Asteroid Bennu is made up of ‘quick pebbles’ that nearly engulfed a spacecraft

(ORDO NEWS) — In October 2020, a small spacecraft briefly landed on an asteroid to collect soil samples and bring them back to Earth.

Almost two years later, scientists learned that if the OSIRIS-REx spacecraft had extended its stay just a little bit longer, it could literally sink right into the asteroid.

This is because the Bennu asteroid is not at all what scientists predicted. Instead of being a hard piece of rock, Bennu is actually made up of small, pebble-like particles that are loosely bonded to each other.

It looks more like a children’s pool with plastic balls, according to NASA experts. “Our expectations for the surface of the asteroid were completely wrong,” said Dante Lauretta, OSIRIS-REx principal investigator and lead author of a recent paper detailing her findings.

OSIRIS-REx arrived at the asteroid in December 2018 on a mission to collect a sample from Bennu and bring it back to Earth for analysis. The spacecraft landed on Bennu in October 2020 and scooped up rock fragments with a robot arm.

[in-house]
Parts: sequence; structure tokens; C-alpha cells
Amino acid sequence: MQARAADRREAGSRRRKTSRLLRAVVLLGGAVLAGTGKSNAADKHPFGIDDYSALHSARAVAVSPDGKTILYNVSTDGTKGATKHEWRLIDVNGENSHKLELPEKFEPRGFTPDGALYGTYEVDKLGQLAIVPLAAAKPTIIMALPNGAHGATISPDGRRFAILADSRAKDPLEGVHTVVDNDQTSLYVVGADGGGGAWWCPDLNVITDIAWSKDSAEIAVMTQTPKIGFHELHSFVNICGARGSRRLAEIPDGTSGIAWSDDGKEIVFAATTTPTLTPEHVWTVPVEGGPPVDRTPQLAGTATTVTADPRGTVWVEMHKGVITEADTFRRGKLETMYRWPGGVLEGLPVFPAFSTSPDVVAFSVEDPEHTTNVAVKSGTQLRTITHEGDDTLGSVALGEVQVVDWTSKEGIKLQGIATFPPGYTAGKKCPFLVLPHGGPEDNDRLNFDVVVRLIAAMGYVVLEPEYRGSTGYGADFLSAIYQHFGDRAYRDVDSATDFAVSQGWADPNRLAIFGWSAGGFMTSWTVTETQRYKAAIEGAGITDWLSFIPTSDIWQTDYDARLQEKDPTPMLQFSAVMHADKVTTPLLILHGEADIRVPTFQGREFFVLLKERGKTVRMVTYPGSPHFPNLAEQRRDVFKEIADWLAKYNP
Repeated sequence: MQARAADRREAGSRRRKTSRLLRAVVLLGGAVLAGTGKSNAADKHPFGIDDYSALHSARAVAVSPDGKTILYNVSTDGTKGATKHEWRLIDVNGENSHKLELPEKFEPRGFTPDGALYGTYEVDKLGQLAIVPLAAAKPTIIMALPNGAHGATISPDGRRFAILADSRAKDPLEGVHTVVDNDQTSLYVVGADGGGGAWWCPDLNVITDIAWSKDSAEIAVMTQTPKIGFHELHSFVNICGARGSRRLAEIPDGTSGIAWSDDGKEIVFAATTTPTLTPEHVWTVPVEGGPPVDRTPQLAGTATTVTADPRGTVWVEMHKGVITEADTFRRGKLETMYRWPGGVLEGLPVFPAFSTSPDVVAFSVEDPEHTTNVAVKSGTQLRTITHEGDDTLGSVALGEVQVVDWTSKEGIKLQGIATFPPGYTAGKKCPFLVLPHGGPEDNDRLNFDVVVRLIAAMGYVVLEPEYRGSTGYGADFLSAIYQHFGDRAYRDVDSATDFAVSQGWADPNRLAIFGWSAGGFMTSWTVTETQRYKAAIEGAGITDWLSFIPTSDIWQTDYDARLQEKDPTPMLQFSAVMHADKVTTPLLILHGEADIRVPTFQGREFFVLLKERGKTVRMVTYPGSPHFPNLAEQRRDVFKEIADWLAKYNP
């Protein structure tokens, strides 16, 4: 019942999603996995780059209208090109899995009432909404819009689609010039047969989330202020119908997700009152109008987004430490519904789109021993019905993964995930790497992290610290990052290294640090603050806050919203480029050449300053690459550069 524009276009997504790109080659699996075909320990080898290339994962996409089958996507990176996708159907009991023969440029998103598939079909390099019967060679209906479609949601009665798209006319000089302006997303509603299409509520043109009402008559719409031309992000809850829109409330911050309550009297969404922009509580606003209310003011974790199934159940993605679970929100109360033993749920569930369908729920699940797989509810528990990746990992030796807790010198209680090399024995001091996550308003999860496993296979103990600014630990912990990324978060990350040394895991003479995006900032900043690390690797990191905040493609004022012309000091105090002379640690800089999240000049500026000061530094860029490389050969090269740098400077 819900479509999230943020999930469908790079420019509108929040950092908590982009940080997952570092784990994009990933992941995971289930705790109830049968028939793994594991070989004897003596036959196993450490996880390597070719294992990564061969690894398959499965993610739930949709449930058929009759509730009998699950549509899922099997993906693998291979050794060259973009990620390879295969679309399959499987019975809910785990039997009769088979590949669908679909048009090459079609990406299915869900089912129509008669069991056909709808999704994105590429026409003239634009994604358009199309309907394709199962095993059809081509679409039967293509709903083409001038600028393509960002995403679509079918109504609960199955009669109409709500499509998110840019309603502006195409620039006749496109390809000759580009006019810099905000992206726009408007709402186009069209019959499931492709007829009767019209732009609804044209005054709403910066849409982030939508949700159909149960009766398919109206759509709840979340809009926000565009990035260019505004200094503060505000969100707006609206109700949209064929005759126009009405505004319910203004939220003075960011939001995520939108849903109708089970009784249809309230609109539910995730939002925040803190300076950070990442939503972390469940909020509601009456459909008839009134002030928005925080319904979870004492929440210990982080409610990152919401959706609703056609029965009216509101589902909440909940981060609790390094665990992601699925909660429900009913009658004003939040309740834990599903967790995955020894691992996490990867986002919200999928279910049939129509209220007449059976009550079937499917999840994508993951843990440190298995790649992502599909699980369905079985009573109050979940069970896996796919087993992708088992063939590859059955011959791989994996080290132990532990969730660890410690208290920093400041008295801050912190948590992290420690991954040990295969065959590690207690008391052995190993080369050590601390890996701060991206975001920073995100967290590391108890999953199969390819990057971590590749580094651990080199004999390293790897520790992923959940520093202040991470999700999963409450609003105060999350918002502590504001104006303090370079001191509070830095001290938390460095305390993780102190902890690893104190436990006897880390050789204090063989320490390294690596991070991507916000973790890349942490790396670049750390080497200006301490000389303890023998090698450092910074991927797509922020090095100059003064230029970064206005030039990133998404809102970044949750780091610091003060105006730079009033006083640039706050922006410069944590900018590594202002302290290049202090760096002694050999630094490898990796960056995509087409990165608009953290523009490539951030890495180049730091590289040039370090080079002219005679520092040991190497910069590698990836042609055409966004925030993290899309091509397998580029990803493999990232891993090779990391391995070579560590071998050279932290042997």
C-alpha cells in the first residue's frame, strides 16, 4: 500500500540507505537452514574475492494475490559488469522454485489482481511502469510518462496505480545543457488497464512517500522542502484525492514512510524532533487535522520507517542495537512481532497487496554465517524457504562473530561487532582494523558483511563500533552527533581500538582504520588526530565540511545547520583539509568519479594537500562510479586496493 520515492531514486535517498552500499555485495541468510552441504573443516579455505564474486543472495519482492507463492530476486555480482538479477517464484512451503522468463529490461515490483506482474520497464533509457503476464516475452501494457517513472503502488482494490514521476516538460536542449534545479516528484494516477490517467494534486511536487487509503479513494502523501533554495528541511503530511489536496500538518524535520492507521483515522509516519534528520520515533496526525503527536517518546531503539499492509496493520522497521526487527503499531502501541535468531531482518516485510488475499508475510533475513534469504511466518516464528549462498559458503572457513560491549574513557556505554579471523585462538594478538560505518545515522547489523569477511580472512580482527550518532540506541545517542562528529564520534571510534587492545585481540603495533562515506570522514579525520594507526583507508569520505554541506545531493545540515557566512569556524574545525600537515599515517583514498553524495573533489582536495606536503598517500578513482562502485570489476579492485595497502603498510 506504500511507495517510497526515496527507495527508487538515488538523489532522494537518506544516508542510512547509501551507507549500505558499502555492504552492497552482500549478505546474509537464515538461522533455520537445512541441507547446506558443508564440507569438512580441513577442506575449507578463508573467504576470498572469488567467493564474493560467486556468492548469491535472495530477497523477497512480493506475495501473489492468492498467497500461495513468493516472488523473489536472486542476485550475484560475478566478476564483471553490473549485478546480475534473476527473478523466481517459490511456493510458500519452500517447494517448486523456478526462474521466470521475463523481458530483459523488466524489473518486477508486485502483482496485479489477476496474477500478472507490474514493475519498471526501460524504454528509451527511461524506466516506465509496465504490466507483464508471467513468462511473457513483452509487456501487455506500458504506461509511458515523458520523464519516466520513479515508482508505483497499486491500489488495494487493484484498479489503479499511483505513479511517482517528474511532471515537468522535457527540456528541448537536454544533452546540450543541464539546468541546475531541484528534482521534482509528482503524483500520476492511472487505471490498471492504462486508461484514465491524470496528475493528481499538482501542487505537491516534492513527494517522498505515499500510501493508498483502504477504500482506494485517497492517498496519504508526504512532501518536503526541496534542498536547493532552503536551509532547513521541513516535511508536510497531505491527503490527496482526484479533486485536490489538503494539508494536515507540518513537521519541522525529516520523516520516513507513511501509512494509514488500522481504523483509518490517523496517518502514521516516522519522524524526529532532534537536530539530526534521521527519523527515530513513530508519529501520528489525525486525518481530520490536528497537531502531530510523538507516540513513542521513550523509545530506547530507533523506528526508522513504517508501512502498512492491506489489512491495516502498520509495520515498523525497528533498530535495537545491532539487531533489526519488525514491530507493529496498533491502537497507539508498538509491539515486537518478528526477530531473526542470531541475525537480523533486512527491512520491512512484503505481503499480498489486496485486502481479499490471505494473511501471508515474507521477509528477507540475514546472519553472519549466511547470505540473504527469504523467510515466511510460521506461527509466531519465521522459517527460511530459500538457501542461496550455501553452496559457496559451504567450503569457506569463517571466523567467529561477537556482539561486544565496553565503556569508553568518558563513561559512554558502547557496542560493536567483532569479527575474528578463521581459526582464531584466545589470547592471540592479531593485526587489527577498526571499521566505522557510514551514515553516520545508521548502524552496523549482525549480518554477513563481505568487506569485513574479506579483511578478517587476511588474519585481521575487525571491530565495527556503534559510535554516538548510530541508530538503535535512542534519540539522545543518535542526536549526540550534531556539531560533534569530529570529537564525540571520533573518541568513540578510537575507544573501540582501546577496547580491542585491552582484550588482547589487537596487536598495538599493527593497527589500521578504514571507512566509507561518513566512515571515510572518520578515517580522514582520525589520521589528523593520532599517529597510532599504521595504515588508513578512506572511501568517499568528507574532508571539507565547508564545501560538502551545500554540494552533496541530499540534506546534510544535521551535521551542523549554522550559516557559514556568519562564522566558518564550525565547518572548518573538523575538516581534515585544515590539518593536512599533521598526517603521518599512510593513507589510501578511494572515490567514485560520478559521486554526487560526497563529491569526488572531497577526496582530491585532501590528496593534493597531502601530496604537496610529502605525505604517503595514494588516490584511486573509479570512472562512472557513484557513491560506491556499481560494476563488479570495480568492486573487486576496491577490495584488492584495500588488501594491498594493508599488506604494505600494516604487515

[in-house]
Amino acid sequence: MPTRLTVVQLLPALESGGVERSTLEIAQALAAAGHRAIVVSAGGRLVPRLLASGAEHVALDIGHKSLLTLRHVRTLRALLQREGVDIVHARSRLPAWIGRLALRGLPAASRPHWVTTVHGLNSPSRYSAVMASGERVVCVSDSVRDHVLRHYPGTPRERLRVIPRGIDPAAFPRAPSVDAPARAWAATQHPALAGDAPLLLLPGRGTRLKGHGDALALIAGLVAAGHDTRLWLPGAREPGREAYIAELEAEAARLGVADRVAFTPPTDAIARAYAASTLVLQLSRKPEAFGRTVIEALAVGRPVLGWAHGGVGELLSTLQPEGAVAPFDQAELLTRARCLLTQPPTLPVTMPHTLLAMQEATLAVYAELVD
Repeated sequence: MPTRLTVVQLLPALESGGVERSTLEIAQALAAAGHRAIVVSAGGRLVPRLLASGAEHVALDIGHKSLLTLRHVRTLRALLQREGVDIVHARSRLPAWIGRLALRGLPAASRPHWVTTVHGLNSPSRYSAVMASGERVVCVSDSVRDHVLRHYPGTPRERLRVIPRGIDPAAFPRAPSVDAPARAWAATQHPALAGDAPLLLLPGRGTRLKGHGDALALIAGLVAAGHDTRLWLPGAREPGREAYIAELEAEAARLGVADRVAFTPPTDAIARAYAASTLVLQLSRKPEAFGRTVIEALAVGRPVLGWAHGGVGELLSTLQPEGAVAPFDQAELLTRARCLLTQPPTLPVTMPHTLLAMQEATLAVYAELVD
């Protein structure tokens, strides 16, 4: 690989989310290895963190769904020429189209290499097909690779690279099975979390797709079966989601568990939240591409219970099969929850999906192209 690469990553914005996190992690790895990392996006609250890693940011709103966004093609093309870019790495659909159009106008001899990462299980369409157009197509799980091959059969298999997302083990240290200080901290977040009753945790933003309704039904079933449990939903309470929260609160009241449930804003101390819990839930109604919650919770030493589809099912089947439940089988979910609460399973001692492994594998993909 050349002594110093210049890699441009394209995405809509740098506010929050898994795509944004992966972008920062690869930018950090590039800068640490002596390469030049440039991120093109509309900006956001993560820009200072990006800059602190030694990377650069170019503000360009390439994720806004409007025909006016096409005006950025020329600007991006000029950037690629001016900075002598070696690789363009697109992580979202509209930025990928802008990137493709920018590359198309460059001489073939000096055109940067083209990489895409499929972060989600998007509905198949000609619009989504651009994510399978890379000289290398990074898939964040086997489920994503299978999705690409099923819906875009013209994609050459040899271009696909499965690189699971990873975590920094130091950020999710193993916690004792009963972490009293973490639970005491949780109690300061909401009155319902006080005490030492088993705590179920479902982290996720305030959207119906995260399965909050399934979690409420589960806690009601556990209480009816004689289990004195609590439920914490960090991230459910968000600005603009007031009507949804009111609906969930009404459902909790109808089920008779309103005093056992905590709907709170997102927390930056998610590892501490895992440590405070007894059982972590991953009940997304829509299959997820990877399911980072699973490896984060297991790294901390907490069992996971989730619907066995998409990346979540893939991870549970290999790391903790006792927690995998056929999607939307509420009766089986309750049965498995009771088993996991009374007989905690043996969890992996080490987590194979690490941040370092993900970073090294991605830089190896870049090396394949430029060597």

The OSIRIS-REx then immediately started its engines and took off. The spacecraft’s sampling head touched Bennu’s surface for about 6 seconds, which was enough.

The short rendezvous made a strong impression on Bennu, and the result was a chaotic explosion of pebbles, after which a crater 8 meters wide was formed.

“Every time we tested the sampling procedure in the lab, we were just barely on time,” recalls Lauretta . But after reviewing the footage from taking a real sample, scientists were left in confusion. “What we saw was a huge wall of debris radiating from the sampling site. We yelled “Holy cow!”

After analyzing the amount of debris seen in the before and after images of the landing site, the scientists learned that the OSIRIS-REx encountered extremely little resistance when landing on the asteroid – no more than if you “pressed the French press plunger,” NASA writes.

In other words, this resistance is nowhere near what one would expect when landing on a solid rock body. By the time the spacecraft fired up its engines, it was actually already sinking into the asteroid.

When OSIRIS-REx first arrived at the asteroid, close-up images of Bennu showed that its surface was filled with boulders, not sand as expected. The photos also showed Bennu slowly spewing pebbles into space.

“I think we’re still at the beginning of understanding what these bodies are because they behave in a very counterintuitive way,” Patrick Michel, OSIRIS-REx scientist, explained in a NASA press release.


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